4. I remember someone commenting about numbers of computers out there and about how Windows holds roughly 80% market share. Hmmm... Did you know that 5 years ago the Mac held only about a 2.5% market share? Did you know that the Mac now holds nearly 10% (something like 8.9 or 9.2, I don't remember the exact number) And, did you know that of a total installed base, the Mac holds nearly 18% of all desktop computers in use today? Sure, the market share may be small, but that's because Mac users don't upgrade every 2-3 years like Windows users do, the useable life of a Mac is between 4-6 years, and the average operational life is more than 10 years! Granted, as it ages it becomes less capable of running the latest games and software, but as an internet machine alone, a 10-year-old Mac is more viable than a 5-year-old PC. People complain about Macs not being able to run modern games. Ok, I'll admit that my 2 year old Mac Mini can't run World of Warcraft very well... even though it's a 1.5Ghz PPC G4. On the other hand, my 1.8Ghz Macbook Pro with an Intel Core2 (not Duo) is running Wow as well as, if not better than, a 2-year-old PC running WinXP Pro with a brand-new video card in it. A lot of people I know, including several corporate IT professionals are switching to Mac simply because they like it better for what it does and how it does it.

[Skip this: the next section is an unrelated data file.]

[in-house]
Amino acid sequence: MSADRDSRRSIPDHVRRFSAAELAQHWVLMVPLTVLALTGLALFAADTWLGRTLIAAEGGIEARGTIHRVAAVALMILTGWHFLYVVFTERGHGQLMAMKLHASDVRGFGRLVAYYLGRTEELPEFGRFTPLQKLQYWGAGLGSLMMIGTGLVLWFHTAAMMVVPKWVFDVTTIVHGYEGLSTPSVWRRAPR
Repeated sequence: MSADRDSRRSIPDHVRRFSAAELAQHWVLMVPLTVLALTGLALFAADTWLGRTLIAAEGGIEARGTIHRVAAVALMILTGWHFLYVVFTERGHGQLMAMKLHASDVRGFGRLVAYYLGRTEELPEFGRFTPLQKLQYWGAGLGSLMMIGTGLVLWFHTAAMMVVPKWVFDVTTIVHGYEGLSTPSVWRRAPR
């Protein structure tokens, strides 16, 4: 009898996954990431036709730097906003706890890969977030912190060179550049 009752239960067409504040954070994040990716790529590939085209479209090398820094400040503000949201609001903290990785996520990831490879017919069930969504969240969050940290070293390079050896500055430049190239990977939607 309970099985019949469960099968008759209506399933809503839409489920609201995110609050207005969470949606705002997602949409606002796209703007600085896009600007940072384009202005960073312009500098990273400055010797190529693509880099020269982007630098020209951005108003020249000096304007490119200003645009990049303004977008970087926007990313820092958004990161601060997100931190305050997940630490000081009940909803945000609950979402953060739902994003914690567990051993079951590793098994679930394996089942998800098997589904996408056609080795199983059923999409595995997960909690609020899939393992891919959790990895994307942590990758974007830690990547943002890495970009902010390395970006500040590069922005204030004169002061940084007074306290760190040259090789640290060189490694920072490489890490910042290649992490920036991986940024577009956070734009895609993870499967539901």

5. ... which means that the 'virtual' and 'actual' clock on the Mac is 4.32Ghz, ne? Even taking the OS out of the picture, actual 'Hardware to hardware' comparisons are much MUCH closer than the video lets on. When taking all aspects of the hardware, including video cards, networking cards and processors, the prices between any two manufacturers is almost identical. Yes, when going for bottom-end so-called 'entry level' machines, you may have more expandability in a Windows machine, but comparing them for what they start with, you will still find them virtually the same. As for a previous comment: Maybe that's a reason WHY the Mac is less vulnerable to viruses. The more hardware you have to accomodate, the more likely you will have holes that can be exploited. The tighter control you have on the hardware, the harder it is to penetrate and do any damage. Oh, and Apple doesn't JUST use proprietary hardware. Surprisingly enough, a Mac can use almost any USB or Firewire device made without even having to install drivers! The driver disks that include Mac software are often just feature enhancements allowing the Mac to access new abilities in the hardware.